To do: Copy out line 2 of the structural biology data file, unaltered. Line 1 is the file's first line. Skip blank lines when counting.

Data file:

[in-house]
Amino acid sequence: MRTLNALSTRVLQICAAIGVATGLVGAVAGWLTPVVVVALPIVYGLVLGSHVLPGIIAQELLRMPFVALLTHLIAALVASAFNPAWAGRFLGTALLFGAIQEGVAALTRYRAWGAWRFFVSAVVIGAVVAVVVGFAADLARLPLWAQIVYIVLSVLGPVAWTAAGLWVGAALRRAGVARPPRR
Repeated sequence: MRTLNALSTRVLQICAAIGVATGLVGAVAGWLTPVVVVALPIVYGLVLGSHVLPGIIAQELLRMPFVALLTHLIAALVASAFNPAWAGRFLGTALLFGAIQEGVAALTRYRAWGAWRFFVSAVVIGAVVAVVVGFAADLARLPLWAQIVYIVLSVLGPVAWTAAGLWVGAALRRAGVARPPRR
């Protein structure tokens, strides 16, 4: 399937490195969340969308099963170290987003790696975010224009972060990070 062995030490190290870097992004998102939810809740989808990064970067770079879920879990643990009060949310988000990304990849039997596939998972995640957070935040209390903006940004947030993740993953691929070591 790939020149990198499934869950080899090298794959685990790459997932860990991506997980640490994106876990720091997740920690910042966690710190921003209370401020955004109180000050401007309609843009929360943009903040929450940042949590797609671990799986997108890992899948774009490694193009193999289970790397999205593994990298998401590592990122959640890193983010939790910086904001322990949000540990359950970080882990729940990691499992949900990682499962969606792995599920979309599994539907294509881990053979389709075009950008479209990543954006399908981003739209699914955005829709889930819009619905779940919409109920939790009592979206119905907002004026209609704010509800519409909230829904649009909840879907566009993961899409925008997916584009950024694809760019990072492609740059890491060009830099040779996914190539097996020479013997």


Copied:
Amino acid sequence: MRTLNALSTRVLQICAAIGVATGLVGAVAGWLTPVVVVALPIVYGLVLGSHVLPGIIAQELLRMPFVALLTHLIAALVASAFNPAWAGRFLGTALLFGAIQEGVAALTRYRAWGAWRFFVSAVVIGAVVAVVVGFAADLARLPLWAQIVYIVLSVLGPVAWTAAGLWVGAALRRAGVARPPRR